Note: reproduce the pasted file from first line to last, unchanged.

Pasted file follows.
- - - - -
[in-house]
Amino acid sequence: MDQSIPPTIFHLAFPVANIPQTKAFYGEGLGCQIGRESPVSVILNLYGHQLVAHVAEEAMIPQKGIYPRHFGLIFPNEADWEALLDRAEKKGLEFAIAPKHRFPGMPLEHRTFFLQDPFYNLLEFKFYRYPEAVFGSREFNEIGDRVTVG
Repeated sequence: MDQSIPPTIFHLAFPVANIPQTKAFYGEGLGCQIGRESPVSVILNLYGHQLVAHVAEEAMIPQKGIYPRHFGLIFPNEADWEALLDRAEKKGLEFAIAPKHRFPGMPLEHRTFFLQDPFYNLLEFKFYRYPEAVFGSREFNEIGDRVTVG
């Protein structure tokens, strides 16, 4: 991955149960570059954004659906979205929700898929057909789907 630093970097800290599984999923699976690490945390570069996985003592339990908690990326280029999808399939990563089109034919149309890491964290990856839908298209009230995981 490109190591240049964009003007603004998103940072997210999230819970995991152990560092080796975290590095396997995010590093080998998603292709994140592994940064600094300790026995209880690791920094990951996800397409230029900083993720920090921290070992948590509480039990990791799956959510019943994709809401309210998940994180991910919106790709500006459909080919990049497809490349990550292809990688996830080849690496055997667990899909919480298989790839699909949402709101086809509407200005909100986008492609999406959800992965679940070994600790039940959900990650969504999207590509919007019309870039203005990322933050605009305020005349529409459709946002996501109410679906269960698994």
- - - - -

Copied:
[in-house]
Amino acid sequence: MDQSIPPTIFHLAFPVANIPQTKAFYGEGLGCQIGRESPVSVILNLYGHQLVAHVAEEAMIPQKGIYPRHFGLIFPNEADWEALLDRAEKKGLEFAIAPKHRFPGMPLEHRTFFLQDPFYNLLEFKFYRYPEAVFGSREFNEIGDRVTVG
Repeated sequence: MDQSIPPTIFHLAFPVANIPQTKAFYGEGLGCQIGRESPVSVILNLYGHQLVAHVAEEAMIPQKGIYPRHFGLIFPNEADWEALLDRAEKKGLEFAIAPKHRFPGMPLEHRTFFLQDPFYNLLEFKFYRYPEAVFGSREFNEIGDRVTVG
């Protein structure tokens, strides 16, 4: 991955149960570059954004659906979205929700898929057909789907 630093970097800290599984999923699976690490945390570069996985003592339990908690990326280029999808399939990563089109034919149309890491964290990856839908298209009230995981 490109190591240049964009003007603004998103940072997210999230819970995991152990560092080796975290590095396997995010590093080998998603292709994140592994940064600094300790026995209880690791920094990951996800397409230029900083993720920090921290070992948590509480039990990791799956959510019943994709809401309210998940994180991910919106790709500006459909080919990049497809490349990550292809990688996830080849690496055997667990899909919480298989790839699909949402709101086809509407200005909100986008492609999406959800992965679940070994600790039940959900990650969504999207590509919007019309870039203005990322933050605009305020005349529409459709946002996501109410679906269960698994």